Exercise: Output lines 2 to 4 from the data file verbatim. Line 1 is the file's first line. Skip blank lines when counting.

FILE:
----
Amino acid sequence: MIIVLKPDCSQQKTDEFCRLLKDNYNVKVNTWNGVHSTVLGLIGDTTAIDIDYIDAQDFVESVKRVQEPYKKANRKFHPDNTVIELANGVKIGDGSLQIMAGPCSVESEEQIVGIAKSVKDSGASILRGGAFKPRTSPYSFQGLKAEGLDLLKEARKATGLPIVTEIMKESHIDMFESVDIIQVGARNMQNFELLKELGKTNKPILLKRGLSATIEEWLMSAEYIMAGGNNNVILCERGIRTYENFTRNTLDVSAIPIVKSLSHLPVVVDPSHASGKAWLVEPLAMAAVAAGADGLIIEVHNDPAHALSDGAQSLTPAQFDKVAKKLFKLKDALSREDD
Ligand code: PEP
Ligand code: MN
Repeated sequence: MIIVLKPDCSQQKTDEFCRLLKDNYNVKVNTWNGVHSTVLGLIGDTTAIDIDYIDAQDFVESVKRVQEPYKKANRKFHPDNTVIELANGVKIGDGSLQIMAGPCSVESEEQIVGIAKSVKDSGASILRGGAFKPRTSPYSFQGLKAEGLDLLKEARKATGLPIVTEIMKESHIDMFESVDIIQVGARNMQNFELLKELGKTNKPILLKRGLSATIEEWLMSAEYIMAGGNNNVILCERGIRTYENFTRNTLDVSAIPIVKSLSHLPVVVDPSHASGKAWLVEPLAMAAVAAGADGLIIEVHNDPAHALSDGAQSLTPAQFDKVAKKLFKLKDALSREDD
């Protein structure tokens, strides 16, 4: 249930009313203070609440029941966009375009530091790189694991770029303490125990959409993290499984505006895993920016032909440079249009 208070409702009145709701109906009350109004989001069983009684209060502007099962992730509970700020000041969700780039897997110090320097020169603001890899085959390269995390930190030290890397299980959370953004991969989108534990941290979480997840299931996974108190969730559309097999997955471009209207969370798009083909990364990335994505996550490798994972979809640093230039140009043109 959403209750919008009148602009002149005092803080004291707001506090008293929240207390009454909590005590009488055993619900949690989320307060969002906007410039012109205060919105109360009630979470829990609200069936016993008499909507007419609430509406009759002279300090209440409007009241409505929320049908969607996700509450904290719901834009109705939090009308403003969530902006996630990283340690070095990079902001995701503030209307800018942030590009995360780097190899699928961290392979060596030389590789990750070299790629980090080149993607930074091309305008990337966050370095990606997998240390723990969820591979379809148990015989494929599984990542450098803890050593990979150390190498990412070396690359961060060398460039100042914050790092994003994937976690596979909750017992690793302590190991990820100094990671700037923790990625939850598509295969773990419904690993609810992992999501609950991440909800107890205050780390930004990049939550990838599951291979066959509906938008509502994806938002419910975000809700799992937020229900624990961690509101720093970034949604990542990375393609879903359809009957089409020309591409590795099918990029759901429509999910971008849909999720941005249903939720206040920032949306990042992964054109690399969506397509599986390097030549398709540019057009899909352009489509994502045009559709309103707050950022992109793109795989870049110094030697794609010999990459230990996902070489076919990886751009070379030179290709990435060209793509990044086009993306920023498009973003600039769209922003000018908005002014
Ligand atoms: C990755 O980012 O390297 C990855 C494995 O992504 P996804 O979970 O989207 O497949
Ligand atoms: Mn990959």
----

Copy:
Ligand code: PEP
Ligand code: MN
Repeated sequence: MIIVLKPDCSQQKTDEFCRLLKDNYNVKVNTWNGVHSTVLGLIGDTTAIDIDYIDAQDFVESVKRVQEPYKKANRKFHPDNTVIELANGVKIGDGSLQIMAGPCSVESEEQIVGIAKSVKDSGASILRGGAFKPRTSPYSFQGLKAEGLDLLKEARKATGLPIVTEIMKESHIDMFESVDIIQVGARNMQNFELLKELGKTNKPILLKRGLSATIEEWLMSAEYIMAGGNNNVILCERGIRTYENFTRNTLDVSAIPIVKSLSHLPVVVDPSHASGKAWLVEPLAMAAVAAGADGLIIEVHNDPAHALSDGAQSLTPAQFDKVAKKLFKLKDALSREDD